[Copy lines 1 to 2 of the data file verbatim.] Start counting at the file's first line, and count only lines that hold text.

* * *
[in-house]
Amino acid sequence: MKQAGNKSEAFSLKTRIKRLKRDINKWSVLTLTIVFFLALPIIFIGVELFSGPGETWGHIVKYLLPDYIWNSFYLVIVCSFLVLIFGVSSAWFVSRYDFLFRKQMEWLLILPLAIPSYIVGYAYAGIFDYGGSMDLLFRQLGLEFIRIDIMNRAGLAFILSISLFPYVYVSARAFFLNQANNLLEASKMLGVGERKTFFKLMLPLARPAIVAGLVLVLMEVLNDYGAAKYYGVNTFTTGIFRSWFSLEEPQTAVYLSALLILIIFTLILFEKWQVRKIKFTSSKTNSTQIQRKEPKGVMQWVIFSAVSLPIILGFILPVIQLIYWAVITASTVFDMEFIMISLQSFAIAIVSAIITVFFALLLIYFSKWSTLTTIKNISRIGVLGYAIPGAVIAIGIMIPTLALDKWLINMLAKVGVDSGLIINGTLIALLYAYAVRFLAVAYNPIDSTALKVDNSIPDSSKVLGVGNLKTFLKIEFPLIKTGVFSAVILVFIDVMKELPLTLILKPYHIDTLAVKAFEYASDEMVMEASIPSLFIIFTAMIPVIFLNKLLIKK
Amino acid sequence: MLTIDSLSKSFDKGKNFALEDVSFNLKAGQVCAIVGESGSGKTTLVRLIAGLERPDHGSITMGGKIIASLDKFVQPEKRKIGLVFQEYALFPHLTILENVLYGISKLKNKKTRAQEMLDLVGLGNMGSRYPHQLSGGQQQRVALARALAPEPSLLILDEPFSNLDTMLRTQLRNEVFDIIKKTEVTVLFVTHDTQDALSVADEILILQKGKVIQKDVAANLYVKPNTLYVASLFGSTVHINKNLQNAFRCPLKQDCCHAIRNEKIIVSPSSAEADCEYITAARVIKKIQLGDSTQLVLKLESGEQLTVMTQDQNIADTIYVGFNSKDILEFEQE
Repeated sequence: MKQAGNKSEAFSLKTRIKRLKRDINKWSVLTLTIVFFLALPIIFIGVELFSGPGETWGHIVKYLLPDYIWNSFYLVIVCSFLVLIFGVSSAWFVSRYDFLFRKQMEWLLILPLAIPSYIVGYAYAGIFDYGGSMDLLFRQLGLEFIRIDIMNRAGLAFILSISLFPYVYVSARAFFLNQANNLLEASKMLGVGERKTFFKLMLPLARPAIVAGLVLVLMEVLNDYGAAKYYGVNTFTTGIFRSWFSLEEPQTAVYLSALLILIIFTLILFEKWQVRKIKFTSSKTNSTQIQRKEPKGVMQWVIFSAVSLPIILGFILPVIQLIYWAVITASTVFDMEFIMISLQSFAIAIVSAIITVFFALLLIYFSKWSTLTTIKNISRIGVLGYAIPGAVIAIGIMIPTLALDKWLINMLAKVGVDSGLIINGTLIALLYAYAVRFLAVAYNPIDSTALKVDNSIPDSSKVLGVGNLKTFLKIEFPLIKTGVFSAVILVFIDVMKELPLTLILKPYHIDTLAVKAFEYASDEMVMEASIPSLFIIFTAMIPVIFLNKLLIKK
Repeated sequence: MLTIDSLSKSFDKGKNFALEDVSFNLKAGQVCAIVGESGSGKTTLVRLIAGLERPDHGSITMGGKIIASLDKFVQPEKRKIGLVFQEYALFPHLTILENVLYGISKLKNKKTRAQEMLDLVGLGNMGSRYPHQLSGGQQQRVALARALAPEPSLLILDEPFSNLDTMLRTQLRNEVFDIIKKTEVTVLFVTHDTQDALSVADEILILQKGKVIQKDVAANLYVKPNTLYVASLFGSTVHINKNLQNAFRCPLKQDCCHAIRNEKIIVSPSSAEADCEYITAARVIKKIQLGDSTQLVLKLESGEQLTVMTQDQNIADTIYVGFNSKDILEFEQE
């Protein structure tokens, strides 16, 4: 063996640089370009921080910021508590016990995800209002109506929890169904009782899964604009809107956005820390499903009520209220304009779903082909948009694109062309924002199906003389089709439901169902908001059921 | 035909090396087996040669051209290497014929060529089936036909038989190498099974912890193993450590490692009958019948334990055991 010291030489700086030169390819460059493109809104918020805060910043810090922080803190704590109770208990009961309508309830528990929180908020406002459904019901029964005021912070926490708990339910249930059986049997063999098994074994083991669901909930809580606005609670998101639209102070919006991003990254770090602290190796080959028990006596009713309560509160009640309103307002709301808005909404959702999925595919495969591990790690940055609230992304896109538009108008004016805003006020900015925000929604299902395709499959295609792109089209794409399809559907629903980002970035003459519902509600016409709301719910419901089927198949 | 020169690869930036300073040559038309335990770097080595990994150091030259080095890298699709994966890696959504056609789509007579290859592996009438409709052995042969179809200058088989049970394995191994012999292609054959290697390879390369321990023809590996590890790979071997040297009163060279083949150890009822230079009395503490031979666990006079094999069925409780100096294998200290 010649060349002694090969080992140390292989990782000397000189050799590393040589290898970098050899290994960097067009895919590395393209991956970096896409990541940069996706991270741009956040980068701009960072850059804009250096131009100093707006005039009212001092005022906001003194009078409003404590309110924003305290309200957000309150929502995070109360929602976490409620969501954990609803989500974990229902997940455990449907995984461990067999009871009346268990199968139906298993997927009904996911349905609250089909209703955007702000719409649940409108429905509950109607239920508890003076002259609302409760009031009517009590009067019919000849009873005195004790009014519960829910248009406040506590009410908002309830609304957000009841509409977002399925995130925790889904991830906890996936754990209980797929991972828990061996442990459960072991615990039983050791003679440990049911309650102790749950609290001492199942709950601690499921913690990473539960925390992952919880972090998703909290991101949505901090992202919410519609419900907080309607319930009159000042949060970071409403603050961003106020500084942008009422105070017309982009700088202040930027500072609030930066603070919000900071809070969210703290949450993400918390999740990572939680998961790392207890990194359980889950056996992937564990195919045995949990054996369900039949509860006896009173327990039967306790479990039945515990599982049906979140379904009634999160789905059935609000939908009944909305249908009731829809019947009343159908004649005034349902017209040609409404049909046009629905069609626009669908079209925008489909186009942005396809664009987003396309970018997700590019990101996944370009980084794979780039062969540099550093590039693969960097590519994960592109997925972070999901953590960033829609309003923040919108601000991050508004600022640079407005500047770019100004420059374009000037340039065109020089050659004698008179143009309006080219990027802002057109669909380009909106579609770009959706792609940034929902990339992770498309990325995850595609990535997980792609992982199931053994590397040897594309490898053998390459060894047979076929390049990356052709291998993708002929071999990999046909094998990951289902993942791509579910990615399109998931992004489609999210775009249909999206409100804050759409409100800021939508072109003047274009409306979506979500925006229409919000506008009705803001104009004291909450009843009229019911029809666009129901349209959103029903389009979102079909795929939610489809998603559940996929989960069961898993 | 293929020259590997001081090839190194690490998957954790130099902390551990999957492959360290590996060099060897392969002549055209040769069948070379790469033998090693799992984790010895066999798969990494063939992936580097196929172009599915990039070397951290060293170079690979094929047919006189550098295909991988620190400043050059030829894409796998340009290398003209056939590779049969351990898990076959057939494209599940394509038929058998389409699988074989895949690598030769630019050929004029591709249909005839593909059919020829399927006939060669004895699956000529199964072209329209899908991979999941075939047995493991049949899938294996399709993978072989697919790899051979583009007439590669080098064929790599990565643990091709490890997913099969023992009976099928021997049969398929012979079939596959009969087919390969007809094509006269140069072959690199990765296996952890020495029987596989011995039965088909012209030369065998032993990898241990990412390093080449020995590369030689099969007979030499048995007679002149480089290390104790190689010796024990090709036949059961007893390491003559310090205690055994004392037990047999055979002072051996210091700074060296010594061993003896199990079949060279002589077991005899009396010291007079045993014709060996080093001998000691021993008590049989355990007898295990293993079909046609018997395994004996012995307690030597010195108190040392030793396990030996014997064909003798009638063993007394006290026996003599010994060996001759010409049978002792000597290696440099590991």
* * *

[in-house]
Amino acid sequence: MKQAGNKSEAFSLKTRIKRLKRDINKWSVLTLTIVFFLALPIIFIGVELFSGPGETWGHIVKYLLPDYIWNSFYLVIVCSFLVLIFGVSSAWFVSRYDFLFRKQMEWLLILPLAIPSYIVGYAYAGIFDYGGSMDLLFRQLGLEFIRIDIMNRAGLAFILSISLFPYVYVSARAFFLNQANNLLEASKMLGVGERKTFFKLMLPLARPAIVAGLVLVLMEVLNDYGAAKYYGVNTFTTGIFRSWFSLEEPQTAVYLSALLILIIFTLILFEKWQVRKIKFTSSKTNSTQIQRKEPKGVMQWVIFSAVSLPIILGFILPVIQLIYWAVITASTVFDMEFIMISLQSFAIAIVSAIITVFFALLLIYFSKWSTLTTIKNISRIGVLGYAIPGAVIAIGIMIPTLALDKWLINMLAKVGVDSGLIINGTLIALLYAYAVRFLAVAYNPIDSTALKVDNSIPDSSKVLGVGNLKTFLKIEFPLIKTGVFSAVILVFIDVMKELPLTLILKPYHIDTLAVKAFEYASDEMVMEASIPSLFIIFTAMIPVIFLNKLLIKK